Ready or not, change is coming to the fire service
Fire service leaders need to lead the way forward with social, technological and financial adaptations
By Jay Fitch, PhD
Think about your greatest personal strength. It may also be your greatest weakness.
The same is true for the fire service as a profession. The fire service’s greatest strength is our history of selfless service to others and respect for our unique traditions. But our respect for tradition has also been our greatest weakness. It makes us cling to the past, even when doing so no longer makes sense.
Having been involved in the profession for over 45 years, I’ve experienced bending and breaking of a number of fire service traditions. As a young volunteer, I remember being shamed by grizzled-up older members of the department who scoffed at wearing SCBA – not to mention that when they came out of a smoky house fire, the first thing they did was to light up a cigarette! I also remember feeling ashamed that I didn’t speak up when several older department members trained the station’s Dalmatian to chase African-American delivery persons. As a new junior member, I felt powerless to change the situation.
Change happens, ready or not.
[Read next: How to change fire service culture]
Looking back: Fear turned to appreciation
I remember with great pride the first day our station had a Black member join the duty crew. Multiple members worked hard to make sure the individual was welcomed in what could have been an awkward situation. As a medic, I also remember my first female partner and how some members’ spouses were exceedingly unhappy that their husbands would be “sleeping with” an attractive young woman.
Fears turned to appreciation as the “Black firefighter” became just “a firefighter” and trusted member of the crew. My partner became recognized as an extremely professional role model for other women who had previously been excluded. And, in an ironic twist, one of our subsequent hires was one of those formerly petulant and complaining spouses – and her orientation was conducted by my partner. It took decades, but what an achievement for these once-shunned department members become chiefs and be judged based on their competence rather than their skin tone or gender.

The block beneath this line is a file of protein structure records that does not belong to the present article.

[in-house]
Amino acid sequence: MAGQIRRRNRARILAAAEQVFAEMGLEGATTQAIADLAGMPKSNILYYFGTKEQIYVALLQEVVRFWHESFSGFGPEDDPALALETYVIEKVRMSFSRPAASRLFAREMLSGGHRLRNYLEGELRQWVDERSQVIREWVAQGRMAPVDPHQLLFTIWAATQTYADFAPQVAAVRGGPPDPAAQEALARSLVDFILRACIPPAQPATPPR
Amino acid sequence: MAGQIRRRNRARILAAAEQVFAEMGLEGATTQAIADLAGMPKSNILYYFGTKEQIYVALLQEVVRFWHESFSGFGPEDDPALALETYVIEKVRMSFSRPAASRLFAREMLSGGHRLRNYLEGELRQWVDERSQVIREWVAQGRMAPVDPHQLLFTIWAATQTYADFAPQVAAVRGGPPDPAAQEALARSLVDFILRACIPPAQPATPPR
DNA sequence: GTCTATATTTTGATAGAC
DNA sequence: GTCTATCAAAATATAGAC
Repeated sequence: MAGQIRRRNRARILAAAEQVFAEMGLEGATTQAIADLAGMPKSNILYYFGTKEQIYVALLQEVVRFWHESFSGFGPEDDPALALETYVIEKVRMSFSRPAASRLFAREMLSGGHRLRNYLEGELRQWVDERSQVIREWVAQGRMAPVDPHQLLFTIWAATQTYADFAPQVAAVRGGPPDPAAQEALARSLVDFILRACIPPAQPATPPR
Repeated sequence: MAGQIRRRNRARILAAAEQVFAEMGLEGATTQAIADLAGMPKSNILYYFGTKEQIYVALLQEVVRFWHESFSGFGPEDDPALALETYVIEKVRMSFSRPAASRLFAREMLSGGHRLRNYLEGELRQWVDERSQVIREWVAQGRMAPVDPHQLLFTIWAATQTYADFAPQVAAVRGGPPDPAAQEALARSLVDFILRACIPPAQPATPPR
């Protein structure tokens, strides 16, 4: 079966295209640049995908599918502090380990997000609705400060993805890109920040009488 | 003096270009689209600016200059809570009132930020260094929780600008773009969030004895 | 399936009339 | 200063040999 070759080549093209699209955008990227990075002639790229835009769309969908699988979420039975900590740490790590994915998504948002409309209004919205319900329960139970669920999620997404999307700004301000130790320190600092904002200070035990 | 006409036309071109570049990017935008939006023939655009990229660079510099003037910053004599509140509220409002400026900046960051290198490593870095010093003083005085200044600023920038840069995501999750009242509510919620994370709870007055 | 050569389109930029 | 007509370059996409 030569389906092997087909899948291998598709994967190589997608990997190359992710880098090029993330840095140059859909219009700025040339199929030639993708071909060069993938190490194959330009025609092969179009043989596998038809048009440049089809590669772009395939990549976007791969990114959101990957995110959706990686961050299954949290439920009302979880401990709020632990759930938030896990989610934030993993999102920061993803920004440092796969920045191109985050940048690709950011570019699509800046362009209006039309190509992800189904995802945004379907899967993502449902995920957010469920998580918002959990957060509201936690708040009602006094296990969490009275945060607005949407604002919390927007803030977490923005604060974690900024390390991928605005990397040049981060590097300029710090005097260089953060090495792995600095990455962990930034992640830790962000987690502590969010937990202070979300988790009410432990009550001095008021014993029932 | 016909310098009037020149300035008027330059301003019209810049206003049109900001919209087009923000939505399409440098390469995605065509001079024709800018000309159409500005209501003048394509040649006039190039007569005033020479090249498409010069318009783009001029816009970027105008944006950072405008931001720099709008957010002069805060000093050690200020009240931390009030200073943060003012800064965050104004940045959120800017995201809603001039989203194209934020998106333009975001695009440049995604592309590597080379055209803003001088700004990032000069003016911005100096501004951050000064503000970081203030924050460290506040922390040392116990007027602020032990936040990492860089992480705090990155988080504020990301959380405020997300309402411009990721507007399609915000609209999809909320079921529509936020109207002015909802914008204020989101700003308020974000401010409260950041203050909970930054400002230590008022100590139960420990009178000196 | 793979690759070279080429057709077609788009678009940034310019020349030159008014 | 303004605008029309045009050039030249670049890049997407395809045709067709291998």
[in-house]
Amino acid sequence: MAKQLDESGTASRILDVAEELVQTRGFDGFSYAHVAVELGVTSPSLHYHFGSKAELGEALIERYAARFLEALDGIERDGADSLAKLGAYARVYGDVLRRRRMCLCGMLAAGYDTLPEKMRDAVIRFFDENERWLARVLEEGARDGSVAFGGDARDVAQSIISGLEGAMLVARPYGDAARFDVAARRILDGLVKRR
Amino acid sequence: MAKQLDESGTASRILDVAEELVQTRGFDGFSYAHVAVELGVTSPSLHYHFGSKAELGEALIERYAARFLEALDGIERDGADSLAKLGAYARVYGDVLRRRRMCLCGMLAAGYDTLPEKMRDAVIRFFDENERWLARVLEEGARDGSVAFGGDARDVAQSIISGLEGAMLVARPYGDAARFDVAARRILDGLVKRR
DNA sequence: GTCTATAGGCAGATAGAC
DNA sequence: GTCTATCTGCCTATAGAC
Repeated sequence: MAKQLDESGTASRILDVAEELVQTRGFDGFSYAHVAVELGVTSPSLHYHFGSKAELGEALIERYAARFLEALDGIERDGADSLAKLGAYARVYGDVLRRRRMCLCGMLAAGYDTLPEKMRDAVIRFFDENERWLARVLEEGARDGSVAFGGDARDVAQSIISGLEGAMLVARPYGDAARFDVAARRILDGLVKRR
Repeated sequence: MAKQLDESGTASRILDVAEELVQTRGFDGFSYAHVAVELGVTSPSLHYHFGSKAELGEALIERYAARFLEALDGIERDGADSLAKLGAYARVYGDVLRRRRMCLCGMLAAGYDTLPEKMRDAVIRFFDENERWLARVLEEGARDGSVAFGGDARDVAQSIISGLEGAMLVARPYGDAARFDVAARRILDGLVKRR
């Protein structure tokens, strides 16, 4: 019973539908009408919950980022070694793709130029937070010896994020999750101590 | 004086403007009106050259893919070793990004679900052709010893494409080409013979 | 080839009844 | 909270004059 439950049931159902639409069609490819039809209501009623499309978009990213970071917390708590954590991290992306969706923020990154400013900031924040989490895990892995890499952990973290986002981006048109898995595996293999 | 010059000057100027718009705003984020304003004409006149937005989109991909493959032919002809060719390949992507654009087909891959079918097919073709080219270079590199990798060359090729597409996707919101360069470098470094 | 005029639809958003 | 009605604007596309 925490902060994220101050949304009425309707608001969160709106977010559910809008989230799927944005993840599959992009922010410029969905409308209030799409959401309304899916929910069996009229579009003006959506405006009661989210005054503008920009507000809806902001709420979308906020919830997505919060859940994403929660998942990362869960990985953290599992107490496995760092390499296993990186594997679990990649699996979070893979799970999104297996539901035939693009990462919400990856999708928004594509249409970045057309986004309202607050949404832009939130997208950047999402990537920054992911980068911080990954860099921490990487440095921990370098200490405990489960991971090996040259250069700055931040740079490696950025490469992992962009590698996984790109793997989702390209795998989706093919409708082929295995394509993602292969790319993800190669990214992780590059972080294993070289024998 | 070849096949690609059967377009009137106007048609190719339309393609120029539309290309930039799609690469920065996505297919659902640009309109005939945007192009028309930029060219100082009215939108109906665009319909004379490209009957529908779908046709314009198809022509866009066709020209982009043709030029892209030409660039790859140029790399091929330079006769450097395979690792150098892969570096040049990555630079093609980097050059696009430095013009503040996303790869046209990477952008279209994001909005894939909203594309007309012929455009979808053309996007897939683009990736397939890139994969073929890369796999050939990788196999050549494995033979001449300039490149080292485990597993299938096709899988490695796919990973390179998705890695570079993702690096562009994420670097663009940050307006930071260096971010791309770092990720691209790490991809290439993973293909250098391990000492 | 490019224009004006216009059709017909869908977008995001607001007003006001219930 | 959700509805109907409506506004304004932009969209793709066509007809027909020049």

Looking forward: A season of great change
The fire service now finds itself in another season of great change. Change is happening on social, technological and financial fronts.
The changes happening outside fire stations in many American cities are disorienting. In some areas, it seems more like revolution than healthy evolution. But looking forward rather looking back is essential for the future of the fire service.
Social change: Social change is defined as human interactions and relationships that transform culture and institutions. Fire service culture and the fundamental fabric of our organizational mission is changing. While we cannot deny that we are cut from the public safety cloth and have historically been closely aligned with law enforcement, the fire service is rapidly becoming more of a healthcare and social work agency, whether we like it or not. We are expected to treat all with kindness and respect, deescalate tense situations and be extraordinarily professional, even when we don’t believe the criticality of the patient’s situation requires our involvement. First responders are increasingly expected to help others navigate the raw edges of our society. That expectation puts the fire service on the front line of social change and, while we may feel unprepared, it has to be faced.